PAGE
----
Wang and co-founder Félix Montgrain recently took on two online baking influencers as partners who have brought Cookiestruct “a lot of customers. We think this model can help our business,” says Wang, who is considering pursuing an MBA eventually. “It’s going well… A lot of people in Quebec are starting to know about us. When our friends and family bring up Cookiestruct, some people were like ‘Oh yeah, I’ve heard about them’. We are very excited for the holidays ahead, when we project to sell more than ever.”
“We’re in the process of looking for more partnerships with people who bake online and help other people learn how to bake. Especially in these times of COVID-19, individuals need more creative ways to release stress.”
“We think that could be pretty exciting, especially for families.”
Wang first received funding from the McGill Engine in 2019, and additional help from this summer’s internship program to hire three interns, one each for social media, software development and web development. McGill Engine paid for one intern through its new Startup Internship Program, while the other two were paid by the business pair with equity stakes.
Cookiestruct received $1,200 from the summer grant and another $4,500 for the summer intern.
“That was a huge help,” Wang said.
The goal is to become “a one-stop shop for everything baking related,” said Wang, whose cookie cutters are sold at La Licornerie, an eclectic Montreal gift shop.
The start-up donates a portion of sales to Breakfast Club of Canada, which provides meals for children living with food insecurity.
Start-up resources for students
The McGill Engine Centre works in collaboration with the McGill Dobson Centre for Entrepreneurship – the hub of entrepreneurial activity at McGill – in supporting student innovation projects. And there are a number of other resources for students looking to bootstrap promising ideas.
Within weeks of hatching their idea for Acrylic last winter, undergrads Nantel and Ryan applied to the Women Founders Project of Front Row Ventures, a student-run venture capital fund that invests in student-led start-ups across Canada. They were accepted into the program, which included a series of workshops during June and July that helped them develop Acrylic’s business model. By mid-August, they had a three-person marketing team on board.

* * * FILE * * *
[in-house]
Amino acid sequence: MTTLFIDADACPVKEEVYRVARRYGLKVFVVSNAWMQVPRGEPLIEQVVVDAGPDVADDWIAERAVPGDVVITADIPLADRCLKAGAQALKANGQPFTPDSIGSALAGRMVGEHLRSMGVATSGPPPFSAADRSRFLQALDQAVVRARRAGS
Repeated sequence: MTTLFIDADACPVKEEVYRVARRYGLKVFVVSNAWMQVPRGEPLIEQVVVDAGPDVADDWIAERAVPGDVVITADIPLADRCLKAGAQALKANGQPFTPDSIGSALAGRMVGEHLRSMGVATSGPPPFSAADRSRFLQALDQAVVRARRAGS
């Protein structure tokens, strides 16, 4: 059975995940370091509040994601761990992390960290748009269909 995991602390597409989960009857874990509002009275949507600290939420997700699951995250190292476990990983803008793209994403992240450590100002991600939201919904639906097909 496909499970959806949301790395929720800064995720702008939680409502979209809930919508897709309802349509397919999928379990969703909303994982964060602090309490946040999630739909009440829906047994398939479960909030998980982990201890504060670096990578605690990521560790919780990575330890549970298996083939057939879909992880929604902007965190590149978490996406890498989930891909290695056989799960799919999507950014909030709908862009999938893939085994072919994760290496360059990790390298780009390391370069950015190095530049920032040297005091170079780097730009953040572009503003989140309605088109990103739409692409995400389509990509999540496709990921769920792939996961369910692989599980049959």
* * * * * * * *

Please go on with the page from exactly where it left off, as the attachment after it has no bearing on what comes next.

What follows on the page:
Ryan, who went to high school in Ottawa, and Nantel, from Oakville, Ont., met soon after arriving at McGill at a meeting of the Junior Council, a committee under the Engineering Undergraduate Society aimed at fostering a spirit of community and creating activities for first-year McGill engineering students. Both credit the “JC” for providing encouragement and focus.
“JC was probably a game-changer for me regarding McGill,” Nantel says. “Without JC, I don’t know if I would have been involved in as many things as I am.”
Groups like the Junior Council and Promoting Opportunities for Women in Engineering (POWE) – a student-run association with a mission to attract women into engineering – “shape the culture to make it more welcoming for women in engineering at McGill,” Ryan adds. “There are a lot of equity initiatives, mostly student-run.”
Now, Ryan and Nantel are pushing ahead with further development of Acrylic's robotics and software, with an eye to launching the marketing phase of the business next year. The system allows customers to fill out a quiz on the company’s website to indicate their style preferences. Their software generates a design based on those preferences. If the customer approves, the painting robot (made largely from parts produced with a 3D printer) will produce the acrylic painting on canvas.
Eventually, Acrylic also hopes to partner with local artists “to be able to make their work more accessible on a wider scale,” Ryan says.
“Although right now I’m the artist behind Acrylic’s works, once we have our software algorithms developed and our painting robot running, we hope to partner with local artists to allow them to scale up the production of their work through Acrylic. Our paintings then become a mind meld of the consumer themselves, the professional artist we’ve partnered with whose style they like the best, and our algorithms. It’s then realized by our painting robot.”
“It’s a massive project, and we want to launch with better technology as soon as possible,” Ryan says. “We’re not offering the product yet, but we feel pretty confident – a lot of people have expressed interest.”
This article was originally posted on McGill Channels.